[Standards] Proposed XMPP Extension: Stanza Content Encryption
dave at cridland.net
Mon Jun 24 21:23:40 UTC 2019
On Mon, 24 Jun 2019 at 17:58, Georg Lukas <georg at op-co.de> wrote:
> * Jonas Schäfer <jonas at wielicki.name> [2019-06-19 17:00]:
> > Title: Stanza Content Encryption
> This was long overdue.
> Some ideas for consideration:
> 1. I'd like to see certain fields of the <content/> being REQUIRED,
> - the from address
> - maybe, possibly, the recipient address(es)
> - a <time> (or <delay>) element
> - the @id / origin-id
> The @id can be used for deduplication of the content, from/to can be
> used to check whether an encrypted message was forwarded by an attacker
> and the <delay> element ensures that replay attacks become visible.
I'm assuming these comments aren't likely to become blocking?
I was actually wondering whether the right solution was to have a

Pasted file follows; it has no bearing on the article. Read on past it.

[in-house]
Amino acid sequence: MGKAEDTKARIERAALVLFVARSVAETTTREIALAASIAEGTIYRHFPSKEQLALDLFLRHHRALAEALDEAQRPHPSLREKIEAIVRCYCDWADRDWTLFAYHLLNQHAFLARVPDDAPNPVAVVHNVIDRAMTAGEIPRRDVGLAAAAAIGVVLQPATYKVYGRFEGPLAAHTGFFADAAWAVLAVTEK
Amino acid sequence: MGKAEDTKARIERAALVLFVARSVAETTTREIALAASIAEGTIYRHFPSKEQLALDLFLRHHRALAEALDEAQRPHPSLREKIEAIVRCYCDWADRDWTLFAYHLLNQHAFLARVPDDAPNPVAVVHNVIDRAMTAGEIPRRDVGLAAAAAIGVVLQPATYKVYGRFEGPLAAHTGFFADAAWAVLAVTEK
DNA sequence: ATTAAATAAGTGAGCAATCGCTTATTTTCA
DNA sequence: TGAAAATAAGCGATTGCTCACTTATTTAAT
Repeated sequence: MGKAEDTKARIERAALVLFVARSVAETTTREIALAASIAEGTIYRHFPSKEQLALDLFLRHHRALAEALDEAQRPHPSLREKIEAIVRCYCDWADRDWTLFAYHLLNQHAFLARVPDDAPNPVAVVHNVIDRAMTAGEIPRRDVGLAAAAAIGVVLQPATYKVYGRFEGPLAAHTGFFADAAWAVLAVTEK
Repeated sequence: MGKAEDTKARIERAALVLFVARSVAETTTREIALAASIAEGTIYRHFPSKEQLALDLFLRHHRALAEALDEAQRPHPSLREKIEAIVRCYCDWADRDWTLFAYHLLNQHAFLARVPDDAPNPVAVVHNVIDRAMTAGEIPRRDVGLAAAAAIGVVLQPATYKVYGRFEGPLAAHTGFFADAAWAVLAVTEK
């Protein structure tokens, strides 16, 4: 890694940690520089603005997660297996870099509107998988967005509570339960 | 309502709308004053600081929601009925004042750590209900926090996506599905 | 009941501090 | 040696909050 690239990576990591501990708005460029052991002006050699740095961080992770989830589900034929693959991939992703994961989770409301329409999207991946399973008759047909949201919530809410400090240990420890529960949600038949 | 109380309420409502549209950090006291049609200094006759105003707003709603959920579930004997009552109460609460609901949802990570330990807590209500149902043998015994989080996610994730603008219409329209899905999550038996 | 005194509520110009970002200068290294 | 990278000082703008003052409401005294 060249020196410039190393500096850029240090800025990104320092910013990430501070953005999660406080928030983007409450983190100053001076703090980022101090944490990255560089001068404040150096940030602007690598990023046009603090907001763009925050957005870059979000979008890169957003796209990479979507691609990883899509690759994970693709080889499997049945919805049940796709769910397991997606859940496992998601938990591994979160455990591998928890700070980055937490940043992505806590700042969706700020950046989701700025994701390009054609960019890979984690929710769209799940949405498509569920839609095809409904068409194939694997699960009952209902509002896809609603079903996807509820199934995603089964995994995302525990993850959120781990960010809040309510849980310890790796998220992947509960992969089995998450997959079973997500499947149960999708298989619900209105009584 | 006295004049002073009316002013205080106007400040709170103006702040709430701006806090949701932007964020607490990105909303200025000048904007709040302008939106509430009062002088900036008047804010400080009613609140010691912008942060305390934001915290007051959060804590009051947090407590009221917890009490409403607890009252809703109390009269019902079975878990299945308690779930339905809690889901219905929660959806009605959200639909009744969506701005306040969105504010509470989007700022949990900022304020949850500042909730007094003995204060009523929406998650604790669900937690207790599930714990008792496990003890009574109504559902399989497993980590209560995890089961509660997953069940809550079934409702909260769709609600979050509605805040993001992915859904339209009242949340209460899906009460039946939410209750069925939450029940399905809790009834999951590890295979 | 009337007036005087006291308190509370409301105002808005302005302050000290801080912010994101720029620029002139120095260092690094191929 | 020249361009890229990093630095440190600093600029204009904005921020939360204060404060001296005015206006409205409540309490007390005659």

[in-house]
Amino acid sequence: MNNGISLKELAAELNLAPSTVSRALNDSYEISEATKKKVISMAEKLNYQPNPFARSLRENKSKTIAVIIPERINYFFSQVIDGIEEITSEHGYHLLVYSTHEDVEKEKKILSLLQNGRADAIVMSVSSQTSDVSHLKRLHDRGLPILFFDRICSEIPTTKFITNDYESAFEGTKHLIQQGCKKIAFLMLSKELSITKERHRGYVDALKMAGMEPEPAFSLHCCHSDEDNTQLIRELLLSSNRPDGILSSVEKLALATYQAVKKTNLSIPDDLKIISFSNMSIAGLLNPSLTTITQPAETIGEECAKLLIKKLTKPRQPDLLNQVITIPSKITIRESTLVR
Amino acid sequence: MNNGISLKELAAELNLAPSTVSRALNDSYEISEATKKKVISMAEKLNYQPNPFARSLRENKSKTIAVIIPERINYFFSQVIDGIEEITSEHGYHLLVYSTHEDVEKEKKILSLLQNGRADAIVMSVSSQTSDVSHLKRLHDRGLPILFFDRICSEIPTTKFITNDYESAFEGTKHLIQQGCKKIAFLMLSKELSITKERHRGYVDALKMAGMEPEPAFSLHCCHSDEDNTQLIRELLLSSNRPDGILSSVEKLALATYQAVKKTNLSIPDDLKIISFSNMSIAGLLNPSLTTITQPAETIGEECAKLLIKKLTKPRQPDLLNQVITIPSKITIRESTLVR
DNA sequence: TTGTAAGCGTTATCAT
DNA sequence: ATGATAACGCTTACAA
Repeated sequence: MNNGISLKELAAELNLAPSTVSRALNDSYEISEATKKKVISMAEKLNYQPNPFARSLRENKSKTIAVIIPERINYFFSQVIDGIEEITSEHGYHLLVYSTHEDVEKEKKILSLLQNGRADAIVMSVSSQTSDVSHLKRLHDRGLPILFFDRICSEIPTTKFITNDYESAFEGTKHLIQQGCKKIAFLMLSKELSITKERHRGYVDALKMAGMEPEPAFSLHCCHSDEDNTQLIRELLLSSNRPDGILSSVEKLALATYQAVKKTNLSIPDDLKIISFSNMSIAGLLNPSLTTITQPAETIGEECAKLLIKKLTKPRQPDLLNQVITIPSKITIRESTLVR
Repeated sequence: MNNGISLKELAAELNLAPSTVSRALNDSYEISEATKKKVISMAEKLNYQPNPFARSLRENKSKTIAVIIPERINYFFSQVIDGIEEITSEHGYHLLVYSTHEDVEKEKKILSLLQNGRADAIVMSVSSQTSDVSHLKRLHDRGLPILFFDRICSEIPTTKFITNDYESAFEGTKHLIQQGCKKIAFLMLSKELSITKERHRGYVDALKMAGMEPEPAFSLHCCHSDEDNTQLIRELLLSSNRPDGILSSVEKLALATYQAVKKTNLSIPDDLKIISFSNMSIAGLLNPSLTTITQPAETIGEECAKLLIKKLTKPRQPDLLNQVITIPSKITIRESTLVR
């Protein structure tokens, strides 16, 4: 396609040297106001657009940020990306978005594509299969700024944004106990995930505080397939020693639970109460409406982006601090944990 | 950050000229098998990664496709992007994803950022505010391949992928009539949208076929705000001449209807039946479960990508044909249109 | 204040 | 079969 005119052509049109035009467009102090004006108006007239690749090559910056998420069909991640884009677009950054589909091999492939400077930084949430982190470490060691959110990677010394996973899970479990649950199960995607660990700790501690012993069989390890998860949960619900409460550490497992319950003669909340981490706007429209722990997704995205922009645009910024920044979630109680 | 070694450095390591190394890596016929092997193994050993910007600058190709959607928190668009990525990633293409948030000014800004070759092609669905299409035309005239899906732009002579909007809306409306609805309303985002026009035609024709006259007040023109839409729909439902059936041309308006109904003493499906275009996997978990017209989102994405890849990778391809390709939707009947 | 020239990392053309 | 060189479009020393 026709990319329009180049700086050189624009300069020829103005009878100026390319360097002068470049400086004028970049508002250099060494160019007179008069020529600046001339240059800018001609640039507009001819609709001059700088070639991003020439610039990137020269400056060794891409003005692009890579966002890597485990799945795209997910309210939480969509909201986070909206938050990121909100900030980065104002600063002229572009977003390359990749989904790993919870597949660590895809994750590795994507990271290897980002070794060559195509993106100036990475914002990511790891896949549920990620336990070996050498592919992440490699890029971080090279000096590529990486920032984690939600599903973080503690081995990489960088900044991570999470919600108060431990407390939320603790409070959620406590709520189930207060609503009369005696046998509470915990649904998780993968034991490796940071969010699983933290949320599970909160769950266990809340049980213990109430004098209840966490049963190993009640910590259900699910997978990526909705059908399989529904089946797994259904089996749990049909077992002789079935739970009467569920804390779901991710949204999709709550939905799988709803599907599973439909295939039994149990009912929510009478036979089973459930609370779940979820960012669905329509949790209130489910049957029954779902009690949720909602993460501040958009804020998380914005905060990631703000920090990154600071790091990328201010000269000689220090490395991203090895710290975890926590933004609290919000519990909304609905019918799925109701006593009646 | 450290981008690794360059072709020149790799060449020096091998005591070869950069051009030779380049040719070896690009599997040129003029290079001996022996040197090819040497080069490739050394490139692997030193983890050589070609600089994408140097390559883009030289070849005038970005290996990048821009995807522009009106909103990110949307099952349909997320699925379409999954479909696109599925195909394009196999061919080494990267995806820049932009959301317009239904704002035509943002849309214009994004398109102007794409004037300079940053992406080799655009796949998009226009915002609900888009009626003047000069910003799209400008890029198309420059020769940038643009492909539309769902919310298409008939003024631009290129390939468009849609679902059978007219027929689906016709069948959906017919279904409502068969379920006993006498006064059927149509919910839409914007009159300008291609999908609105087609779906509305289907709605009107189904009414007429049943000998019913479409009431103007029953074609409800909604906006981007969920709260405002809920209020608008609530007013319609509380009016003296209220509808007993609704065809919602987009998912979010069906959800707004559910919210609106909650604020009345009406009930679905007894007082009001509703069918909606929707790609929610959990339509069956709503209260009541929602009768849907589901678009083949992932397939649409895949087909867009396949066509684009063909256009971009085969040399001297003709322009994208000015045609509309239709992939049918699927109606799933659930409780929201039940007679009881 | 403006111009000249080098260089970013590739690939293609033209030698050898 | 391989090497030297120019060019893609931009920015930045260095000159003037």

<forwarded/> element (XEP-0297) containing a copy of the stanza - that
would then include from, to, id, etc, and we could stuff a delay in there
too, either inside the stanza or outside the forwarded inside the content.
Feels more reuse-y.
> 2. In an encryption protocol idea that I briefly entertained, I was
> pondering about actually embedding a regular XMPP <message> stanza
> inside the encrypted container, with the from and to addresses being
> bare JIDs of the respective parties. This _might_ make the XML parsing /
> stanza reinjection part of things more straight-forward, but I'm not
> going to die on this hill.
I should totally read your entire message before replying to the first
> 3. From §9:
> > After verifying the integrity of the <content/> element, the recipient
> > needs to make sure that no blacklisted elements are found within the
> > payload. Any forbidden elements MUST be dropped before the message is
> > processed any further.
> I would prefer aborting the processing altogether instead of dropping
> individual elements. In the context of security, a protocol is more
> robust if it properly rejects unexpected border cases.
As I noted, I don't think there's any harm in having (for example) hint
included inside the encryption. I cannot think of a single attack that
including additional encrypted data would usefully cause.
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